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If $X$ is a finite simplicial complex and $f:X\rightarrow X$ is a simplicial homeomorphism, show that the Lefschetz number $\tau(f)$ equals the Euler characteristic of the set of fixed points of $f$.

My progress: We know the set of fixed points $X_f$ of $f$ can be represented as a simplicial complex by barycentric subdivision on $X$. Then, the faces of $X_f$ are generated by the fixed vertices of each maximal face and the barycentric point of such a face. I've created some examples to verify the problem statement, but this creates no intuition on how to proceed. I realize that there are symmetries that determine what faces could be mapped into what other faces. Any hints on how to proceed? Especially how to relate the trace of $f_*:H_n(X)\rightarrow H_n(X)$ to the rank of $H_n(X_f)$ or the number of cells of $X_f$?

EDIT: I've tried to work on this for a bit, but the terminology and conclusions that user8268 makes are too complicated for what I know, so I'll list what I'm working with.

We have the short exact sequences $0\rightarrow Z_n\rightarrow C_n\rightarrow B_{n-1}\rightarrow 0$ and $0\rightarrow B_n\rightarrow Z_n\rightarrow H_n\rightarrow 0$.

Then, we can write $C_n=B_{n-1}\oplus Z_n=H_n\oplus B_n\oplus B_{n-1}$, so I'm assuming this is what the graded vector space. Then, through some manipulation, the trace of the induced endomorphism on $H_n$ is equal to the trace of the map $\frac{ker\partial_n}{im\partial_{n+1}}f_*:H_n\oplus B_n\oplus B_{n-1}\rightarrow H_n$, but how does this matrix look like (this doesn't even look like a square matrix)?

Can someone offer a simpler explanation or an alternative approach?

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1 Answer 1

After barycentric subdivision, $f$ gives you a permutation of the $k$-dim simplexes, the simplexes which are fixed by this permutation are those which are in the fixes point set of $f$. Hence $f_*:C_k(X)\to C_k(X)$ is a permutation matrix, so its trace is the number of the fixed simplexes, i.e. $\dim C_k(X_f)$.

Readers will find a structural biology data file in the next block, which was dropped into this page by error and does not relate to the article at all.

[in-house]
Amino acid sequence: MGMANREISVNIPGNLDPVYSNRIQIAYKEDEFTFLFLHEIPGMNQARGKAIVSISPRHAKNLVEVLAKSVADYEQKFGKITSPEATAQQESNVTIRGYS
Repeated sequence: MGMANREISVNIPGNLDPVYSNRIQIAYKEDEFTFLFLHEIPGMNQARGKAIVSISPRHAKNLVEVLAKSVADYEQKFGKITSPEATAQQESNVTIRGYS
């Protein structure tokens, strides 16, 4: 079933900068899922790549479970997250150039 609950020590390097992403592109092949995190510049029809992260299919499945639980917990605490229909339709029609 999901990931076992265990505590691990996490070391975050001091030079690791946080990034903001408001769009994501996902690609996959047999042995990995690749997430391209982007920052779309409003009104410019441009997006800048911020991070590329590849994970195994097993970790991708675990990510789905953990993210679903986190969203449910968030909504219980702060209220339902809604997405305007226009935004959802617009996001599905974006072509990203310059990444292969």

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I did have this in mind, too, but how do you get from the matrix involved in $C_k(X)\rightarrow C_k(X)$ to that of $H_k(X)\rightarrow H_k(X)$. I think that's where my confusion lies. –  ergo May 4 '11 at 7:34
@ergo: Euler characteristics is $\sum_k (-1)^k\dim H_k(X)=\sum_k (-1)^k\dim C_k(X)$. –  user8268 May 4 '11 at 8:12
I don't see how this relates to the trace of $f_*$. I want to show $\tau(f)=\chi(X_f)$ or after substitutions, this becomes $\sum (-1)^n\operatorname{Tr}(f_*: H_n(X)\rightarrow H_n(X) )=\sum (-1)^n\operatorname{Tr}(f_*: C_n(X)\rightarrow C_n(X) )$, which is the source of my comment. –  ergo May 4 '11 at 8:42
$\sum(-1)^1Tr(f_*:C_k(X)\to C_k(X))=\sum(-1)^k Tr(f_*:H_k(X)\to H_k(X))$ has roughly the same proof as $\sum(-1)^1\dim C_k(X)=\sum(-1)^k \dim H_k(X)$: The complex $C_\bullet(X)$ is isomorphic (non-canonically) to the direct sum of $H_\bullet(X)$ (with zero differential) with the cone of a graded vector space $V_\bullet$ ($CV_k=V_{k+1}\oplus V_k$, $d:CV_k\to CV_{k-1}$ is the identity on $V_k$ and zero on $V_{k+1}$). The map $f_*$ commutes with the differential. Use that if $A\in End(V\oplus W)$ then $Tr(A)=Tr(A|_V)+Tr(A|_W)$ and watch the alternating sum killing pieces of $Tr(f_*)$. –  user8268 May 4 '11 at 9:23

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